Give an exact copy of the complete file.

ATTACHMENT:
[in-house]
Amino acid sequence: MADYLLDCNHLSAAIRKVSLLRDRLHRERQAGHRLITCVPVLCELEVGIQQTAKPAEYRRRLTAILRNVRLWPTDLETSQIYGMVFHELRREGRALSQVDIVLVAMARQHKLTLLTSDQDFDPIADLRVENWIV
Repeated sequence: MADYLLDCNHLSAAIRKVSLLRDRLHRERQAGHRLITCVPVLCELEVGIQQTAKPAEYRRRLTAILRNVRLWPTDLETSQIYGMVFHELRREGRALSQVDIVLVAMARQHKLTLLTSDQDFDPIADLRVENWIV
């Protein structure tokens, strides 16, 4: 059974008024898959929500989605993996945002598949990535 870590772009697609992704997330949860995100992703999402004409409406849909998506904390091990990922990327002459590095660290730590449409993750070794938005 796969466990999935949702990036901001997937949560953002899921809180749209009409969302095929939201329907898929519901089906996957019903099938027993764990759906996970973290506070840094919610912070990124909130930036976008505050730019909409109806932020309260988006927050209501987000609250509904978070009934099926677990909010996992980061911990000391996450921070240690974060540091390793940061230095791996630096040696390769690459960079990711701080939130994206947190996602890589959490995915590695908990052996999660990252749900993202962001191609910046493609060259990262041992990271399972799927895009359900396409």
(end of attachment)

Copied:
[in-house]
Amino acid sequence: MADYLLDCNHLSAAIRKVSLLRDRLHRERQAGHRLITCVPVLCELEVGIQQTAKPAEYRRRLTAILRNVRLWPTDLETSQIYGMVFHELRREGRALSQVDIVLVAMARQHKLTLLTSDQDFDPIADLRVENWIV
Repeated sequence: MADYLLDCNHLSAAIRKVSLLRDRLHRERQAGHRLITCVPVLCELEVGIQQTAKPAEYRRRLTAILRNVRLWPTDLETSQIYGMVFHELRREGRALSQVDIVLVAMARQHKLTLLTSDQDFDPIADLRVENWIV
């Protein structure tokens, strides 16, 4: 059974008024898959929500989605993996945002598949990535 870590772009697609992704997330949860995100992703999402004409409406849909998506904390091990990922990327002459590095660290730590449409993750070794938005 796969466990999935949702990036901001997937949560953002899921809180749209009409969302095929939201329907898929519901089906996957019903099938027993764990759906996970973290506070840094919610912070990124909130930036976008505050730019909409109806932020309260988006927050209501987000609250509904978070009934099926677990909010996992980061911990000391996450921070240690974060540091390793940061230095791996630096040696390769690459960079990711701080939130994206947190996602890589959490995915590695908990052996999660990252749900993202962001191609910046493609060259990262041992990271399972799927895009359900396409």